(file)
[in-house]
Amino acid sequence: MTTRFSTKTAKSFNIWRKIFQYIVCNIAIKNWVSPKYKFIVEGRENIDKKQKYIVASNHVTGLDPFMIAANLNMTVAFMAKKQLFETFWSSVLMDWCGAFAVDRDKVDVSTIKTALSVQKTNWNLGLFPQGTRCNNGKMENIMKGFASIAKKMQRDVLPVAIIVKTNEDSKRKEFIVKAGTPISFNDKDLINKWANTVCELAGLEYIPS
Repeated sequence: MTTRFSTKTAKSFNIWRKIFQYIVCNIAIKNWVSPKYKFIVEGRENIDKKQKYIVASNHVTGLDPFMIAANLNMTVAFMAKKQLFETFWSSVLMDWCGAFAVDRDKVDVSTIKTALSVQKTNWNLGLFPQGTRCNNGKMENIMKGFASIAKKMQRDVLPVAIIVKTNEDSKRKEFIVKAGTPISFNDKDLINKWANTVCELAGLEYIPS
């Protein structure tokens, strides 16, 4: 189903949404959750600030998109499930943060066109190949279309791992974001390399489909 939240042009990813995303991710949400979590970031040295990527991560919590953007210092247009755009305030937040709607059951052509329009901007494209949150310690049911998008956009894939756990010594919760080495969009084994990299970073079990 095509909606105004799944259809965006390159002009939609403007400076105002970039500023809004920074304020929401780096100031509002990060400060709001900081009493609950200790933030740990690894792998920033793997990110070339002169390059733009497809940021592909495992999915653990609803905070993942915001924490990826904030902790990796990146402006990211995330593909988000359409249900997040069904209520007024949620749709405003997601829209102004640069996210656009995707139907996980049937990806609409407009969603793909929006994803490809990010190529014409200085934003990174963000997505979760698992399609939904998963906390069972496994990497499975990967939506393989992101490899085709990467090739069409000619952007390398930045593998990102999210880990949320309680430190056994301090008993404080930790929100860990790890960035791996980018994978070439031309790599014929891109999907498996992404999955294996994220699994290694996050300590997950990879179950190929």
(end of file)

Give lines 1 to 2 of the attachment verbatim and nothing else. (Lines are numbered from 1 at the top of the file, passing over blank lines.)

[in-house]
Amino acid sequence: MTTRFSTKTAKSFNIWRKIFQYIVCNIAIKNWVSPKYKFIVEGRENIDKKQKYIVASNHVTGLDPFMIAANLNMTVAFMAKKQLFETFWSSVLMDWCGAFAVDRDKVDVSTIKTALSVQKTNWNLGLFPQGTRCNNGKMENIMKGFASIAKKMQRDVLPVAIIVKTNEDSKRKEFIVKAGTPISFNDKDLINKWANTVCELAGLEYIPS